Winslow Homer (1836 - 1910) was regarded by many as the foremost 19th-century American painter. The powerfully expressive seascapes that he painted late in life from his coastal studio house in Prouts Neck, Maine are the subject of this book.

The book begins with winter and runs through the seasons to winter's return. This gives rhythm to the book, which is not so much a story with a plot as it is an exploration of the artist's creative process.

Author Robert Burleigh, who has written a number of bestselling children's books that have received multiple starred reviews and awards, keeps a steady dance throughout the pages of seasonal and sensory details ("Splash! Sea spray flying up into mist! Look!") and descriptions of artistic creation ("With a firm hand he adds a bit of green.").

Illustrator Wendell Minor, who has his own gift of conveying the sea's changing moods, portrays him standing boldly on the rocky coast, framed by the breaking surf rising up from below. He conveys the steadiness of Homer's concentration and determination to capture what he sees. When he shows us Homer indoors — paint palette in his left hand and brush in his right touching the canvas — we feel almost as though the artist is touching a view out a window.

Woven into the pages are many of Winslow Homer's own quotes. They were among our favorite parts of the book, often reflecting spiritual practices; for instance, gratitude, beauty, peace, and attention:

The life that I have chosen gives me my full hours of enjoyment ...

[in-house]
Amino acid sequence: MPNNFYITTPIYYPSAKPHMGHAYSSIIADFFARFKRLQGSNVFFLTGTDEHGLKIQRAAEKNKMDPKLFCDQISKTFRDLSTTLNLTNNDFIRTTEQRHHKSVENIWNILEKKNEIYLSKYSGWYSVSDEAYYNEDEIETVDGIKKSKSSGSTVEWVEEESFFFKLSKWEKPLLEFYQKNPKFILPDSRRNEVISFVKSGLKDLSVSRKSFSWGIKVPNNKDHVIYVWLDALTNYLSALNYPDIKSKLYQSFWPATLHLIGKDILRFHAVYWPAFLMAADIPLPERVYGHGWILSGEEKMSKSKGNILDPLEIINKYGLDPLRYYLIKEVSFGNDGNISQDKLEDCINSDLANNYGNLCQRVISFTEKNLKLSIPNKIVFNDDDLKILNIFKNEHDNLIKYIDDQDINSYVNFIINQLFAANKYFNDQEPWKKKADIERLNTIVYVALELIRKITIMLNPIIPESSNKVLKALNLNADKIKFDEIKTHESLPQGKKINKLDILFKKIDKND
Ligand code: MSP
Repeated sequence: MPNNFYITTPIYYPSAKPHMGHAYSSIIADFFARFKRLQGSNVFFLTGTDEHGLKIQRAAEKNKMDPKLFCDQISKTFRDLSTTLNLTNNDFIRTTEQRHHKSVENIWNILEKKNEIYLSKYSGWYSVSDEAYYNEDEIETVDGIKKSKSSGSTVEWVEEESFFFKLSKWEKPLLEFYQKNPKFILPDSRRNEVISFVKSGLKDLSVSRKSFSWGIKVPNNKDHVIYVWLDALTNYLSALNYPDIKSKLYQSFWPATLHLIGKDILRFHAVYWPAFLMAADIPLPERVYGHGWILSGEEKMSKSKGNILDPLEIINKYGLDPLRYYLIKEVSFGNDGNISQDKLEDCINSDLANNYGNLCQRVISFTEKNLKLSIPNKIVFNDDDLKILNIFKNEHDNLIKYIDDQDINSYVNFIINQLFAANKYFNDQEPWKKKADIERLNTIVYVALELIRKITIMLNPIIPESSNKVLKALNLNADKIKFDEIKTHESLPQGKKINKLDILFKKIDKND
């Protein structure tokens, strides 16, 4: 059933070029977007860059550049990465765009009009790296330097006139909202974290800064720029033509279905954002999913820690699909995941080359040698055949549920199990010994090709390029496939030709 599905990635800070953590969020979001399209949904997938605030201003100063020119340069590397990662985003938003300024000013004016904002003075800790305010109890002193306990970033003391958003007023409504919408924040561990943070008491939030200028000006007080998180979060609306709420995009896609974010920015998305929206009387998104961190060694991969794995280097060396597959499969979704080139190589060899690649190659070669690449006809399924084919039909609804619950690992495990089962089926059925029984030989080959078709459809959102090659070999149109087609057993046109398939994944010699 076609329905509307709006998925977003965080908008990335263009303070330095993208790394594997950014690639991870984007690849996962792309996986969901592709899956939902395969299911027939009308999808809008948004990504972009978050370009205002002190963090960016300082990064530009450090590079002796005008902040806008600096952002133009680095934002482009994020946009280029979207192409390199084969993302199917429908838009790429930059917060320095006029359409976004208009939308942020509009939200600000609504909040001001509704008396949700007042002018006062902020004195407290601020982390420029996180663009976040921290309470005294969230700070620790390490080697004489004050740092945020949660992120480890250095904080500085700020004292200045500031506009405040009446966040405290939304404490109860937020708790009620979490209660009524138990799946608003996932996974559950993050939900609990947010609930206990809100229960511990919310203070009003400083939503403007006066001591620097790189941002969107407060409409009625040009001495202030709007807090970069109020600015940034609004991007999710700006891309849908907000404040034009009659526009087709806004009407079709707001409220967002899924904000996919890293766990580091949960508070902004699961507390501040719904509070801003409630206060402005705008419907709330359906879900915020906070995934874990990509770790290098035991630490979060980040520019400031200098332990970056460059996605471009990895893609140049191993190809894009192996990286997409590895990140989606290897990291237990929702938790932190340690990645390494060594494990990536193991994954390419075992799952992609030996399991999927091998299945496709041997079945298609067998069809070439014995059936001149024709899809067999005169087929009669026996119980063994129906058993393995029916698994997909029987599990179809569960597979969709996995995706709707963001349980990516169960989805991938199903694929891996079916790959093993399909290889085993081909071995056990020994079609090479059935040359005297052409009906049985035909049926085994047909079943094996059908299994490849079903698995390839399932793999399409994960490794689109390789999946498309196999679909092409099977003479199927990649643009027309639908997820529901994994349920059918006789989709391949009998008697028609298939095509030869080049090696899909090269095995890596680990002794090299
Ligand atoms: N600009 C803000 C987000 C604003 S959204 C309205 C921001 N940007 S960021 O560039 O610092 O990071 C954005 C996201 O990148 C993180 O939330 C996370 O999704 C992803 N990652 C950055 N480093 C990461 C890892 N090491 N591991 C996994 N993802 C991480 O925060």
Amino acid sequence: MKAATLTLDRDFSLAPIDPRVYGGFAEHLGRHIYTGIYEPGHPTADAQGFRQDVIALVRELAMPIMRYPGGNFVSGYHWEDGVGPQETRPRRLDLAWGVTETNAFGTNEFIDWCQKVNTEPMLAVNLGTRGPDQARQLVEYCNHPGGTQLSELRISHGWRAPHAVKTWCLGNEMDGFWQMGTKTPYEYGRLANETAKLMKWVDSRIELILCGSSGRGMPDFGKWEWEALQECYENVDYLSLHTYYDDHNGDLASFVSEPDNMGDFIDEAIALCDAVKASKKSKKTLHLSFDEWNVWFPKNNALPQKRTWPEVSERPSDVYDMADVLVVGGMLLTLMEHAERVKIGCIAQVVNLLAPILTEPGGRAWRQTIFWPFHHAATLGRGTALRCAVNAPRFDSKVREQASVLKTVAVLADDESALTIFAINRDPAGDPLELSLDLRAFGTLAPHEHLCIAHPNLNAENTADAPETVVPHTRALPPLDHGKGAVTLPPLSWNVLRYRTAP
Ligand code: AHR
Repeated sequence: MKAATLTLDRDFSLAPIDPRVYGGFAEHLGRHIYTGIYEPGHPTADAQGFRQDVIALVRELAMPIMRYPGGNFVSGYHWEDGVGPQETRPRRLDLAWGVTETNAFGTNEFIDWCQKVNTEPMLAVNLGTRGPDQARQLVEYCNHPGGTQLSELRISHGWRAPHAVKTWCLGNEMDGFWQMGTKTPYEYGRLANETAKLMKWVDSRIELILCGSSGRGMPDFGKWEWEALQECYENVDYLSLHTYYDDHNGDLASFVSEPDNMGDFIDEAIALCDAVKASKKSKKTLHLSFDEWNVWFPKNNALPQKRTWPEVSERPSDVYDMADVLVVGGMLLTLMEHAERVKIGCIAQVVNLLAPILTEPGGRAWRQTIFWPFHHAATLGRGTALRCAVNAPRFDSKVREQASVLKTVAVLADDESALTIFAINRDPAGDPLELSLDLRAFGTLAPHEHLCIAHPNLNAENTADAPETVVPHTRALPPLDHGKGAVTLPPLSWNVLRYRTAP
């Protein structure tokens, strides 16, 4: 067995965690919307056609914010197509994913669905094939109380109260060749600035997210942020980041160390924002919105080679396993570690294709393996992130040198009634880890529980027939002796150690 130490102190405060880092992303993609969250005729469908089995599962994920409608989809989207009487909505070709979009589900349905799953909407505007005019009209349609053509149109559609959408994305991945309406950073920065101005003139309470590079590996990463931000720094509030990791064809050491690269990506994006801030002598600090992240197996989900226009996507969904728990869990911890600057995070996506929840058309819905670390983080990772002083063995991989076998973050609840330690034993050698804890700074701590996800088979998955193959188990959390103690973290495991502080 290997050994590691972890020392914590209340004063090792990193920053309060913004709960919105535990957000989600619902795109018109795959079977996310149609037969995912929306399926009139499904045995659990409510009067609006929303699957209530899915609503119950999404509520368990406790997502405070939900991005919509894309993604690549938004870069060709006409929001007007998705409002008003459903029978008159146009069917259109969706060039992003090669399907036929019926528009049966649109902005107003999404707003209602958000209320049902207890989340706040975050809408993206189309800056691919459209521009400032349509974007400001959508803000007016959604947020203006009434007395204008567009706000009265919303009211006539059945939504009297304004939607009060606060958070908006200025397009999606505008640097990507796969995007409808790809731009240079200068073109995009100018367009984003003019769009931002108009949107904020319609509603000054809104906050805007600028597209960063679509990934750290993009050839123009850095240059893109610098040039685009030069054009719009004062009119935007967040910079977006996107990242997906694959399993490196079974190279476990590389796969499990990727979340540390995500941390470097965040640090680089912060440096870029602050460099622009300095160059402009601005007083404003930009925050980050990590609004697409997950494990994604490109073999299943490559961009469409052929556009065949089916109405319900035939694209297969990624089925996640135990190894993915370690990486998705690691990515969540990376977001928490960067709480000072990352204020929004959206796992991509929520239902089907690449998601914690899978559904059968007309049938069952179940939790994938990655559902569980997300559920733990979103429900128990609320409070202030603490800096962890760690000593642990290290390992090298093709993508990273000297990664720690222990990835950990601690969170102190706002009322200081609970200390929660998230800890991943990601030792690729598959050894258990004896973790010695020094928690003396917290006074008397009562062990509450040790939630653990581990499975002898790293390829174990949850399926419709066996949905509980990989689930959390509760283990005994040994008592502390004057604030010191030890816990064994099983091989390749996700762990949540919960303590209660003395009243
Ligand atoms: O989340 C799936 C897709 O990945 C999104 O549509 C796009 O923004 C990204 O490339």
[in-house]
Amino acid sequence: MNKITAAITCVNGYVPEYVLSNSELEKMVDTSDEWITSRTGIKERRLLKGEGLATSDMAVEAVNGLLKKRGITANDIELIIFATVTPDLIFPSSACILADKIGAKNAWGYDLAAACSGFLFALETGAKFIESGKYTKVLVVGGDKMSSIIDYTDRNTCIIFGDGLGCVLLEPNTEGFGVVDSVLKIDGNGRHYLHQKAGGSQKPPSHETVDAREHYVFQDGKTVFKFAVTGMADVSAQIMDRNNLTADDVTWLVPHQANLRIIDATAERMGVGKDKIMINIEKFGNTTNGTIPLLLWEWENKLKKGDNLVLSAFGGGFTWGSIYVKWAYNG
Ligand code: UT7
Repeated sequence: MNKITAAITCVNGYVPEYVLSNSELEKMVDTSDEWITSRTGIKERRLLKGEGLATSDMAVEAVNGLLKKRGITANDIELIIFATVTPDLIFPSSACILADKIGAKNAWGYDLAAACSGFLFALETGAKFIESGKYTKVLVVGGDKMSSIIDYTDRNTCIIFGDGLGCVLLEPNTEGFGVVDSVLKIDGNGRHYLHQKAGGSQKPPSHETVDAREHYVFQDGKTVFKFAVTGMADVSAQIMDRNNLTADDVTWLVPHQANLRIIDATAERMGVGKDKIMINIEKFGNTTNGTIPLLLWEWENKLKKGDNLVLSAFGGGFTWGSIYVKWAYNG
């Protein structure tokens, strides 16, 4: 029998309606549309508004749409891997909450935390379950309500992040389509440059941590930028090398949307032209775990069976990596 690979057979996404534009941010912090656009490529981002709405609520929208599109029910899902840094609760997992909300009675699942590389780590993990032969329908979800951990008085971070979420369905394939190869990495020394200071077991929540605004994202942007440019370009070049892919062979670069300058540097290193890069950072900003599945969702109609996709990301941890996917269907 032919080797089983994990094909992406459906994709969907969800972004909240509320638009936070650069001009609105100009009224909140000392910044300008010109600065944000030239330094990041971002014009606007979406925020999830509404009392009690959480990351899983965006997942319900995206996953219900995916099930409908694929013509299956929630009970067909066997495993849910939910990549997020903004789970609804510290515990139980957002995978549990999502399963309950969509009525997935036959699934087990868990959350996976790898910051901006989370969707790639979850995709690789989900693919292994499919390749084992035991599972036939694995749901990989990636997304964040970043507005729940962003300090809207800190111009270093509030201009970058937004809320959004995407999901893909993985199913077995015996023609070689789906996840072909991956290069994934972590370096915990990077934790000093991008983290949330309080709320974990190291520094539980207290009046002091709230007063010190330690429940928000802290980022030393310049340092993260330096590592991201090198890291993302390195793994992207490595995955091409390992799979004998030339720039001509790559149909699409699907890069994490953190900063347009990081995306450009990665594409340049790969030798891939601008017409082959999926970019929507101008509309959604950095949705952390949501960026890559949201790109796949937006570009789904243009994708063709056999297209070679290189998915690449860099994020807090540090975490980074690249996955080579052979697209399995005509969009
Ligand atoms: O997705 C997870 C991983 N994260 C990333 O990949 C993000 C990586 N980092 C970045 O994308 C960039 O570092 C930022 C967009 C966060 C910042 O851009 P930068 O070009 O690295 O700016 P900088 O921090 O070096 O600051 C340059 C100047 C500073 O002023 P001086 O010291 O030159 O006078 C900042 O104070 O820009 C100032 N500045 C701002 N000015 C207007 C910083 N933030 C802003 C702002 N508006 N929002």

The Sun will not rise, or set, without my notice and thanks.

All is lovely outside my house and inside my house and myself.

Look at nature, work independently, and solve your own problems.

The five "More about Winslow Homer" pages at the book's end are not to be missed. They include reproductions of several Homer paintings, a photo of the artist at his easel, the backstory on how he became a great painter, a description of the historical significance of Prouts Neck, a bibliography, and places to go to online to see Homer's work. In these pages as throughout the book, Burleigh's enthusiasm for his subject is infectious; for instance, he writes:

"Winslow sometimes promoted his image as 'the hermit of Prouts Neck' by erecting signs outside of his studio or near where he was working to keep people away. The signs said things like 'SNAKES! SNAKES! MICE!' or 'Mr. Homer is Not at Home.' But that was only one side of his personality."

Any four-to-eight year old child — especially one with artistic inclinations — would be delighted to own this book. And anyone who loves Winslow Homer's works should abandon all considerations of age and bring this book home as a treasure to savor.